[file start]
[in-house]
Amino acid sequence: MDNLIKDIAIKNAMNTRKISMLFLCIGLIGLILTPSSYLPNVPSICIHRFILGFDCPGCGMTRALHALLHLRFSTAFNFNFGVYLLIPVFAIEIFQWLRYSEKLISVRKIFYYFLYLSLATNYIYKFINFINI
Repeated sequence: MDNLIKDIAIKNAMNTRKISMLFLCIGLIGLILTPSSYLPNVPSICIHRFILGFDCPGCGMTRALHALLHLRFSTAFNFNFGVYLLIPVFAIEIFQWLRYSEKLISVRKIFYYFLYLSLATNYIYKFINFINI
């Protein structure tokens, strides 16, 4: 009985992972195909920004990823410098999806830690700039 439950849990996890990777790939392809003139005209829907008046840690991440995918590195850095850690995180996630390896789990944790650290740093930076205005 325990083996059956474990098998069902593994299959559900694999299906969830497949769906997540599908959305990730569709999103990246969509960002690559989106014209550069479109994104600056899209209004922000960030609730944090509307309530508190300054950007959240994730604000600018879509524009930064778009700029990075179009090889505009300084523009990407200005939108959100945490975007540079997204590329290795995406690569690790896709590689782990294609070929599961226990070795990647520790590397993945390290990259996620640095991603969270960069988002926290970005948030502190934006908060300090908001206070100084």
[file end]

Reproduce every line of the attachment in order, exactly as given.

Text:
[in-house]
Amino acid sequence: MDNLIKDIAIKNAMNTRKISMLFLCIGLIGLILTPSSYLPNVPSICIHRFILGFDCPGCGMTRALHALLHLRFSTAFNFNFGVYLLIPVFAIEIFQWLRYSEKLISVRKIFYYFLYLSLATNYIYKFINFINI
Repeated sequence: MDNLIKDIAIKNAMNTRKISMLFLCIGLIGLILTPSSYLPNVPSICIHRFILGFDCPGCGMTRALHALLHLRFSTAFNFNFGVYLLIPVFAIEIFQWLRYSEKLISVRKIFYYFLYLSLATNYIYKFINFINI
């Protein structure tokens, strides 16, 4: 009985992972195909920004990823410098999806830690700039 439950849990996890990777790939392809003139005209829907008046840690991440995918590195850095850690995180996630390896789990944790650290740093930076205005 325990083996059956474990098998069902593994299959559900694999299906969830497949769906997540599908959305990730569709999103990246969509960002690559989106014209550069479109994104600056899209209004922000960030609730944090509307309530508190300054950007959240994730604000600018879509524009930064778009700029990075179009090889505009300084523009990407200005939108959100945490975007540079997204590329290795995406690569690790896709590689782990294609070929599961226990070795990647520790590397993945390290990259996620640095991603969270960069988002926290970005948030502190934006908060300090908001206070100084």